I have a bread machine and make bread using margarine (I need to avoid all dairy). The problem is the margarine doesn't always mix properly and sometimes ends up on the outside of the dough, leaving shiny dark crunchy spots. The recipe I am following is
Can I substitute some kind of oil instead of margarine? I suspect this will mix better but I'm not sure about how the chemistry works.
Well, it sounds like the answer should just be to soften your margarine first. Either your margarine is ice cold or your machine doesn't need very long if you're ending up with little studded bits of margarine in your crust - that's very unusual.
Can you add oil? Sure. Try adding some olive oil instead or just vegetable shortening . There's a little water in margarine and butter, its an emulsion - about 16% of it - so if you're going to add pure fat then technically you'd need to add about 1 tsp of water as well. Will 1 tsp of water matter overall? Probably not...but its there.
(Overall that recipes looks a bit low on water to me also - I'm not sure how that would effect the margarine mixing though.)
I cooked chili using the following ingedients: Oil for sauteing 1.5 pounds beef, minced 1 large white onion, finely chopped 1 red bell peper, diced 1 orange bell pepper, diced 2 Tbsp tomato paste 1 14 oz can of chopped tomatoes 1 12 oz bottle of beer 2 tsp sugar 1 1/2 tsp ground cumin 1 1/2 tsp cayenne peper 1 tsp red peper flakes 2 tsp Tabasco 1 tsp dried oregano 1 tsp smoked paprika 1/2 tsp... in taste (not bitter) and carries a lot of heat. Is this correct? Then I tried this: Put a couple of spoonfuls of chili on a plate. Add 1/4 tsp (approx) of cayenne pepper and mix. Taste. Well, the heat
the bread flour and whole wheat flour for a mixture of buckwheat and garfava flour with maybe 2 tsp of xantham gum. Thank you for any help! Ingredients Night Before: * 1/3 cup bread flour * 1/3 cup whole wheat flour * 1/3 cup lukewarm water * 1/8 teaspoon instant yeast Soaker: * 1/4 cup toasted cracked wheat * 1/4 cup water Day of: * 2 cups bread flour * 2/3 cup whole wheat flour * 1 cup lukewarm water * 1 1/2 teaspoon salt * 1/2 teaspoon instant yeast * 1 cup roasted potatoes and onions Method The night before you want to make this bread add all the "night before" ingredients together
flour (UK) is higher gluten flour, such as bread flour (US) self-rising flour (US) is available in the US, but less common. It is referred to as self-raising flour in the UK and AU. Although it has..." divisions [slightly larger than an actual tablespoon, roughly 14g each] A knob of butter (UK) is somewhere around 2 TB (US), but is an inexact measure. A pat of butter (US) is between 1 and 2 tsp (5 to 10 mL), most commonly 48 per lb, or ~1.5 tsp. (~9.5 grams, 7.5mL) A cup (US) for cooking is a fixed measure of ~236mL (8 fluid ounces, 16 TB, 1/2 a US pint); Other countries may use a 225mL 'cup
something? Does the temperature of the coffee really matter? Here's the recipe: 3 cups flour, 2 1/2 cups sugar, 1 1/2 tablespoons baking soda, 1/2 tsp salt, 1 cup unsweetened cocoa powder, 1 1/3 cups vegetable oil, 1 1/2 cups buttermilk, 3 eggs, 1 1/2 cups freshly brewed hot coffee, 1 tablespoon pure vanilla extract Slowly combine the flour, sugar, baking soda, salt and cocoa powder. Blend (on medium speed) in the oil and buttermilk. On low, mix in the eggs, one at a time. Add the hot coffee and vanilla and mix on low speed. Divide into two 9 inch round cake pans and bake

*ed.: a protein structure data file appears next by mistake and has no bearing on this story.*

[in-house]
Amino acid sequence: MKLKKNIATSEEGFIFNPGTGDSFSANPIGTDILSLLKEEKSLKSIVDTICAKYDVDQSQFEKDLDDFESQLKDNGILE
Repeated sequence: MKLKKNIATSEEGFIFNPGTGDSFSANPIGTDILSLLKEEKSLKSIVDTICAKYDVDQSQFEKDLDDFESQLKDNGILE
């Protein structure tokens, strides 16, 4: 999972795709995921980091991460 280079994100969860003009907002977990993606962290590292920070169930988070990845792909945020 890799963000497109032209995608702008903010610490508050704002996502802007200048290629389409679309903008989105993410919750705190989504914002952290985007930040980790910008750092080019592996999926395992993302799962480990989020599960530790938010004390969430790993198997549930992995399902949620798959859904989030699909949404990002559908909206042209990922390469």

Buttermilk is one of those pantry items that I buy for a specific recipe, then don't know what to do with the leftovers (and I think this is not uncommon). In my question about buttermilk in soda bread, the topic of alternate uses came up in the comments. I'd like to make a list of these uses. Here's what I have so far: pancakes (instead of milk or yogourt) quick breads, scones (instead of milk) cakes mashed potatoes (instead of milk) low-fat muffins (replacement for oil) (Note: This should be a community wiki item, rather than a question, but I'm not sure how to flag that.)
What's the theory on using water vs oil for chicken marinades? I ask because of this recipe: http://recipes.sparkpeople.com/recipe-detail.asp?recipe=1731460 After multiplying the recipe by a lot, it makes a good marinade, but almost all of the other marinades I've seen online involve oil. Why does this one use water? (In case the link goes bad, the recipe is: 1 Tbsp Honey 1 Tsp Yellow Mustard 1 Tsp Sriracha 1 Tbsp Water)
How can I cut out the sour taste a bit and make it sweeter? Overall the icing tastes good, I'd just like to tweak it a bit. The recipe I used contains: 2 8-oz packages cream cheese, at room temperature 8 Tbsp. (1 stick) unsalted butter, at room temperature 2 1/2 cups confectioner's sugar, sifted 1 tsp. vanilla extract Pinch of salt
I love my bread machine. However when the bread is done baking, removing it from the machine breaks the bread where the paddle is. I know the paddle is embedded in the bread and it will break the bread a little. I am looking for ideas on how to prevent it or at least make it smaller. Should I: Remove the paddle before the second rising/the baking? Oil the paddle before I add the ingredients? (tried it, does not work very well) Do something else?
I was making a butterscotch pie for the weekend, by following a recipe from the net. The ingredient list was 1 cup dark brown sugar 1/4 cup cornstarch 1/4 teaspoon salt 4 cups half... minutes. Remove from heat. Gradually whisk about 1 cup of the hot mix into the egg yolks, whisking all the time. Add this back into the rest of what is in the pan. Bring to a gentle boil. Reduce.... I tried just whisking the lot, but it refused to recombine, so I poured off the oil. The remaining substance (with a little oil) whisked fine when reheated slightly, so I added the butter and vanilla